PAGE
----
I decided to veer away from the recognizable labels and see what life is like on the wild side of the soda pop biz.
15 calories per 12 fl oz/12 g sugar
Kill Cliff calls itself a “Recovery Drink,” or, rather, “THE Recovery Drink,” being conceptually healthy in that it is “naturally sweetened” and only 15 calories a can. I found it over with the Boar’s Head meats and cheeses, like maybe it’s strategically placed next to the high-end shit to make you think it’s good, a can of cola all on its own. The text on the side of the can claims that the drink was “developed by a former US Navy Seal” to “improve endurance and speed recovery.” It’s unclear who the Seal was, and why he thought “Kill Cliff” would be a good name for a revitalization beverage. They also employ the tagline “Test Positive for Awesome,” which is maybe closer to an AIDS joke than should be on a can of soda.
The first sip reminds me of if Sweet Tarts were a liquid and strained through a pair of men’s briefs after a short doubles’ tennis match in a domed arena. It’s all puckery and buzzing around the edges, and when it hits the back of the throat it immediately provides the feeling of having recently barfed. This post-barf expression kind of kneads its way back and forth across the tongue and palate like electricity. I take a second sip to cover up the first, and the buzzing strain appears again, redoubled. I kind of already have a headache.
As I get deeper into the can, my brain becomes warm. It feels like my head is flooding with acid, and I can only tolerate the sensation by drinking so fast I can’t taste anything. When I stop my head is spinning, and I feel full of gasoline.
I might recommend Kill Cliff to remove paint or to dissolve the bars on a prison cell, but as far as liquid designed to go inside my body is concerned, no.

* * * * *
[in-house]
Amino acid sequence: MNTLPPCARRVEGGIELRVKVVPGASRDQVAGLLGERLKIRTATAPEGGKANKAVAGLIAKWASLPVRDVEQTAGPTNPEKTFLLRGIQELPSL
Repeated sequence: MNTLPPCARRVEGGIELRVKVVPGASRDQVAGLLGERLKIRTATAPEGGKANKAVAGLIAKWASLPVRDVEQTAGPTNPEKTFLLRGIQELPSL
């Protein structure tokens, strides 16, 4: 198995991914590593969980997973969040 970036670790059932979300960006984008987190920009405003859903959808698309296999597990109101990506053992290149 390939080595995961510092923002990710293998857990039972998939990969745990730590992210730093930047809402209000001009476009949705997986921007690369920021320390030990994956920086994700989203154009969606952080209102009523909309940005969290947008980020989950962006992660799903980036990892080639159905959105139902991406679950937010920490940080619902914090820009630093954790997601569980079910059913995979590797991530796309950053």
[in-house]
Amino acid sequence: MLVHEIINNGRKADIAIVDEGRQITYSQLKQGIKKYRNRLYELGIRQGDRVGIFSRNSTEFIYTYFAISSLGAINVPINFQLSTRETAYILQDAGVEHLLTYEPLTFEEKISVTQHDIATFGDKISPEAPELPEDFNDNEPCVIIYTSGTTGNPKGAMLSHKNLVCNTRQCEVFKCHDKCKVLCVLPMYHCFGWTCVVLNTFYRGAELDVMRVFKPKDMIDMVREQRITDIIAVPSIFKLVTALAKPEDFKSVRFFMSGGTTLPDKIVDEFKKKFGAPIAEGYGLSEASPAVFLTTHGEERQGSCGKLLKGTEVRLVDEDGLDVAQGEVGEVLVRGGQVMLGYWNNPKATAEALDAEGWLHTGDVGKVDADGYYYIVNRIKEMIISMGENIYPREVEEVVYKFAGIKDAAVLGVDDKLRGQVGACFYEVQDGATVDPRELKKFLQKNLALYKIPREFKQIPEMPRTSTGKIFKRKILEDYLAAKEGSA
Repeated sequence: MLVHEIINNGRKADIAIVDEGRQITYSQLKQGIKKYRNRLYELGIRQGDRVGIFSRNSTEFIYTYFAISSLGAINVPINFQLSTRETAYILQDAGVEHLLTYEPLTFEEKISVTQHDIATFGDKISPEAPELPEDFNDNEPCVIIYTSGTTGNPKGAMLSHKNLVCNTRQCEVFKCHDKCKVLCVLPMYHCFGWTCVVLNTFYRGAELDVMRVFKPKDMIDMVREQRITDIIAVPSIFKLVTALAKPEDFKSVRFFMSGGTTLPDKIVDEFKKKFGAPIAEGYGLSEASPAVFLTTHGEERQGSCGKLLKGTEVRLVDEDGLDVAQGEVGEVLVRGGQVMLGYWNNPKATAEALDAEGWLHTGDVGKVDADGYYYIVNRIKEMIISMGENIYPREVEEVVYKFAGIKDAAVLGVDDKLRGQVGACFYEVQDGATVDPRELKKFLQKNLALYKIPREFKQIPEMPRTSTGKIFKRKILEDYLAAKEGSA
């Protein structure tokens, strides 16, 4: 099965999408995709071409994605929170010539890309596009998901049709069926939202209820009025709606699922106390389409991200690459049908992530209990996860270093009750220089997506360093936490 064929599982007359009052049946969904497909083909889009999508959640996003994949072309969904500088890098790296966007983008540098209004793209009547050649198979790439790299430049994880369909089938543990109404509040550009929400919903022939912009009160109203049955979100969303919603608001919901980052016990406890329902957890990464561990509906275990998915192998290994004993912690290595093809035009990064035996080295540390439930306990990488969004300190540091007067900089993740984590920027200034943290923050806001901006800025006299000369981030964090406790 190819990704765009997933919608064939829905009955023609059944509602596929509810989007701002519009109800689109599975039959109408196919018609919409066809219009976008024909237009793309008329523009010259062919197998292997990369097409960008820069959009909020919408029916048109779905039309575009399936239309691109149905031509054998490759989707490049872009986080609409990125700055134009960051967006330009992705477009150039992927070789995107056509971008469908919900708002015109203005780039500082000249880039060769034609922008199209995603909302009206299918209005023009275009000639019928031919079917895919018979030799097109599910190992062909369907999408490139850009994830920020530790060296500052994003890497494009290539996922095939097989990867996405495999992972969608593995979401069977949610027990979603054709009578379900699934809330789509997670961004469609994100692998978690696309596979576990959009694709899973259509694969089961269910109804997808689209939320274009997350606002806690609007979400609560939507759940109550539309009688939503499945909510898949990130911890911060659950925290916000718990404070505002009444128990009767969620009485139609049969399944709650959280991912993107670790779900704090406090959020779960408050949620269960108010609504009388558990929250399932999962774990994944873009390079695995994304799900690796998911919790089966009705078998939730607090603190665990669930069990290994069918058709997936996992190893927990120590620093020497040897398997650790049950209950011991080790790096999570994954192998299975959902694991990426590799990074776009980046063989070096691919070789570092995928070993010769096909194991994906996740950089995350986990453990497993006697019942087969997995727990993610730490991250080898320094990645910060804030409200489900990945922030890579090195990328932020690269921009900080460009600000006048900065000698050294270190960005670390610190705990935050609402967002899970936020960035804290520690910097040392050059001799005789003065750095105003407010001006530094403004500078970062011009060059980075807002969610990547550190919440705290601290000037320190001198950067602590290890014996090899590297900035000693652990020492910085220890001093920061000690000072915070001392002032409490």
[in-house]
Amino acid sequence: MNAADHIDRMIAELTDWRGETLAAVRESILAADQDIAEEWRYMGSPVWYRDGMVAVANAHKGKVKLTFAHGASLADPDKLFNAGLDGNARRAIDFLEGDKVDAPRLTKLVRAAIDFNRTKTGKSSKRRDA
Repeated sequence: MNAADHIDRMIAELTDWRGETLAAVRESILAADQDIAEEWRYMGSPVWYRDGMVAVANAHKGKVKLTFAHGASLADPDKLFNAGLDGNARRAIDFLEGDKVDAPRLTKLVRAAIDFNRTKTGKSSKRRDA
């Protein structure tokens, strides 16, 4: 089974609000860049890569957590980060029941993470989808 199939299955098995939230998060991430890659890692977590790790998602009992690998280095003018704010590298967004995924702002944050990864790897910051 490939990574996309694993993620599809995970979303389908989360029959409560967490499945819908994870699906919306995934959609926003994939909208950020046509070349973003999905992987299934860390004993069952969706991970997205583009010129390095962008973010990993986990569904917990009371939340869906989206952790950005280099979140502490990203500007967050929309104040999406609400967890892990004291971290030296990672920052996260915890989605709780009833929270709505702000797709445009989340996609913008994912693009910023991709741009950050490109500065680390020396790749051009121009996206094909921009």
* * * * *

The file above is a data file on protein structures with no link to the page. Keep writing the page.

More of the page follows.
Marley’s Mellow Mood (Berry Flavor)
165 calories per 12 fl oz/29 g sugar
Sniffing the edge of the can’s mouth before I take a swig, I get the full bouquet of chemical fruit fun, suggesting what I’m about to drink is again going to come from the “Sick Fake Candy” food group. So I’m shocked when the liquid hits my lips and the first thing I think is actually, Hey, this IS smooth! Maybe it’s the dead rock icon on the can with the marijuana colors that brainwashed me into this feeling, though more likely it’s how, compared to Kill Cliff, this shit is like white sturgeon caviar. More watered-down Hawaiian Punch than actual soda, there is also a delicate flavor similar to the air in a bong shop lurking just behind the first curve of berry. The mixture is confusing, hairy, seemingly as unsure of itself as I am of it, but at least I don’t want to do an immediate spit-take.
This 16-Year-Old Made an App That Exposes Sellout Politicians
With US politics swimming in so much corporate money that it’s pretty much an oligarchy, it can be hard to keep track of which particular set of lobbyists is trying to milk more cash out of healthcare, fossil fuels and other very important issues from one week to the next.
But thanks to 16-year-old Nick Rubin, keeping track of just how much politicians have sold out has become a lot easier. He created Greenhouse, a new browser plugin which operates under the motto, “Some are red. Some are blue. All are green.” The plugin aims “to shine light on a social and industrial disease of today: the undue influence of money in our Congress.” It sounds like a bit of a lofty aim for an app, but it’s actually pretty simple and effective—it provides a break down of a politician’s campaign contributions when that politician’s name comes up in an article. It is currently available for Chrome, Firefox and Safari and is completely free. As you can imagine, reading about how your Member of Congress voted in a recent health bill becomes all the more enlightening if you know how much money the health industry showered him in at the last election.
I spoke to Nick Rubin about the plugin, politics and what he calls the “money stories” behind what you read in the news.
VICE: Hi Nick. So how did you come up with the idea for Greenhouse?